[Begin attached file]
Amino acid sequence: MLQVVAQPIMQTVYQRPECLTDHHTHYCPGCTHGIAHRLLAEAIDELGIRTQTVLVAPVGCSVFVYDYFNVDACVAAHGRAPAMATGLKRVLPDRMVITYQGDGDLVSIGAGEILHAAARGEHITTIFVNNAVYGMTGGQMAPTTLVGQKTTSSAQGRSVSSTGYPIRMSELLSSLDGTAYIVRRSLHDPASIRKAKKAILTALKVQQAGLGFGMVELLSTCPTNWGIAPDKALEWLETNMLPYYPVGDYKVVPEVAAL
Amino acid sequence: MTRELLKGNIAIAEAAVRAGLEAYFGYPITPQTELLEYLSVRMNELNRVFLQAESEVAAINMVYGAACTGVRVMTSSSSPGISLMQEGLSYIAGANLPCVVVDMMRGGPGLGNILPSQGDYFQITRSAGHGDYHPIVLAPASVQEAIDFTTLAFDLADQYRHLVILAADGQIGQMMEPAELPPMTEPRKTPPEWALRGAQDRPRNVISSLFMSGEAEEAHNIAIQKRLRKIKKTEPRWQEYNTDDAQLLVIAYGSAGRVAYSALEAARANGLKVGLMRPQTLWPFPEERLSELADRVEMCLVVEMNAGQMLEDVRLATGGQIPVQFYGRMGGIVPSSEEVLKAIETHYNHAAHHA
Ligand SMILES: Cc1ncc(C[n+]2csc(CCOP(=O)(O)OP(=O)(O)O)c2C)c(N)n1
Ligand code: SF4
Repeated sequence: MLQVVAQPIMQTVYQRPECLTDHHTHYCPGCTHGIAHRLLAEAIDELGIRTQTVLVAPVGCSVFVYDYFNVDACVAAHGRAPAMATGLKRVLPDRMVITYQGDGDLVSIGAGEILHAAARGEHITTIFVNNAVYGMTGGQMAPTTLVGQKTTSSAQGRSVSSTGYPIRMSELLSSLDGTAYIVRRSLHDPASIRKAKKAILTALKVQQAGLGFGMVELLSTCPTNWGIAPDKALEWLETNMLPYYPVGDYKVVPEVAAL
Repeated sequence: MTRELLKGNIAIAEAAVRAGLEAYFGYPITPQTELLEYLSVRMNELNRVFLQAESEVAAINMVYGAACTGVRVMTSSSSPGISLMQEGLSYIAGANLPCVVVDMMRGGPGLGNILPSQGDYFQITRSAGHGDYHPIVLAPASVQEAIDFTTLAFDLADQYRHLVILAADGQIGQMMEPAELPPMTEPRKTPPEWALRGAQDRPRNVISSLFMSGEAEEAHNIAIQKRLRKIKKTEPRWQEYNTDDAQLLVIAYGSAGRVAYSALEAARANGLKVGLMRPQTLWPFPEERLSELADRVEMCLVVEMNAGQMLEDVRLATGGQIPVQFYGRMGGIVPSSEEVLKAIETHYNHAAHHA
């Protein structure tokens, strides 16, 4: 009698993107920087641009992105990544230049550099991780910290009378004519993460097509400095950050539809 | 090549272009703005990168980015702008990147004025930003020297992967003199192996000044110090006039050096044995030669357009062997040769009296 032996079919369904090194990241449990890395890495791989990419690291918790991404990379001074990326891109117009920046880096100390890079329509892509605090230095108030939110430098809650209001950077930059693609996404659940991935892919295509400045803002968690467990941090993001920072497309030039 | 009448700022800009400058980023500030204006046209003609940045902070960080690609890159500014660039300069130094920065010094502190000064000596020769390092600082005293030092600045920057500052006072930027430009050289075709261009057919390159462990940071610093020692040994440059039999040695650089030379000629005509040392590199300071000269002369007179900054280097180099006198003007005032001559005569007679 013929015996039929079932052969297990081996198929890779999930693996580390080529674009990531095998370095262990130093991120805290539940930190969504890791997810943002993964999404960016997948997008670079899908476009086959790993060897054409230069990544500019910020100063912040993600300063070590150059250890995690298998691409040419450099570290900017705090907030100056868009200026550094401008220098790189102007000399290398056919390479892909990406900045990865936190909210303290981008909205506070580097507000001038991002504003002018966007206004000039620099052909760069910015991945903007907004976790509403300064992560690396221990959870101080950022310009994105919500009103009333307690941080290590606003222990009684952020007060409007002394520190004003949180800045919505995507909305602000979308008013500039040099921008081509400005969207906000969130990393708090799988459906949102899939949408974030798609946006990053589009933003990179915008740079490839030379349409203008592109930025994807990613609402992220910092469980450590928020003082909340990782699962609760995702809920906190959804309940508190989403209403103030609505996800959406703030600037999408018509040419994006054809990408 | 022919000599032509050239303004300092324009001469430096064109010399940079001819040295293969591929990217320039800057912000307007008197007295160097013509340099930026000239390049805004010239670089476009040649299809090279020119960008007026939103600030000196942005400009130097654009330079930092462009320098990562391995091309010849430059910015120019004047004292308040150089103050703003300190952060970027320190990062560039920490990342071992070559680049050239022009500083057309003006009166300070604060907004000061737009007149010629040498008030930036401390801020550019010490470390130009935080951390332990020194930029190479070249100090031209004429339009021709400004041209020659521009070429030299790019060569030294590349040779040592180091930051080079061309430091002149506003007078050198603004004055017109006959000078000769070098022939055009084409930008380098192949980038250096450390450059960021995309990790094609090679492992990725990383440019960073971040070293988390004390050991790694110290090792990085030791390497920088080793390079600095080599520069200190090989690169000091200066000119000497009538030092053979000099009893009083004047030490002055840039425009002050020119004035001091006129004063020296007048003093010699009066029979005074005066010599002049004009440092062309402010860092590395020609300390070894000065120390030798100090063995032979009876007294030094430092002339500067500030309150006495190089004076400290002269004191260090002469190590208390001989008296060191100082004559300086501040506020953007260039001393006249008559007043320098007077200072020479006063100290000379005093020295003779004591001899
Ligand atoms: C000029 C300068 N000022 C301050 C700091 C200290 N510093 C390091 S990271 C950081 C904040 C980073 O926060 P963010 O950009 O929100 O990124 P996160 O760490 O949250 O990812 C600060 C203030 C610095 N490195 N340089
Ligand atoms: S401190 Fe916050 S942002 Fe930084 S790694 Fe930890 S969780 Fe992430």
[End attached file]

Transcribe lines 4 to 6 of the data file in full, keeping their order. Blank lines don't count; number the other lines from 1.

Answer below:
Ligand code: SF4
Repeated sequence: MLQVVAQPIMQTVYQRPECLTDHHTHYCPGCTHGIAHRLLAEAIDELGIRTQTVLVAPVGCSVFVYDYFNVDACVAAHGRAPAMATGLKRVLPDRMVITYQGDGDLVSIGAGEILHAAARGEHITTIFVNNAVYGMTGGQMAPTTLVGQKTTSSAQGRSVSSTGYPIRMSELLSSLDGTAYIVRRSLHDPASIRKAKKAILTALKVQQAGLGFGMVELLSTCPTNWGIAPDKALEWLETNMLPYYPVGDYKVVPEVAAL
Repeated sequence: MTRELLKGNIAIAEAAVRAGLEAYFGYPITPQTELLEYLSVRMNELNRVFLQAESEVAAINMVYGAACTGVRVMTSSSSPGISLMQEGLSYIAGANLPCVVVDMMRGGPGLGNILPSQGDYFQITRSAGHGDYHPIVLAPASVQEAIDFTTLAFDLADQYRHLVILAADGQIGQMMEPAELPPMTEPRKTPPEWALRGAQDRPRNVISSLFMSGEAEEAHNIAIQKRLRKIKKTEPRWQEYNTDDAQLLVIAYGSAGRVAYSALEAARANGLKVGLMRPQTLWPFPEERLSELADRVEMCLVVEMNAGQMLEDVRLATGGQIPVQFYGRMGGIVPSSEEVLKAIETHYNHAAHHA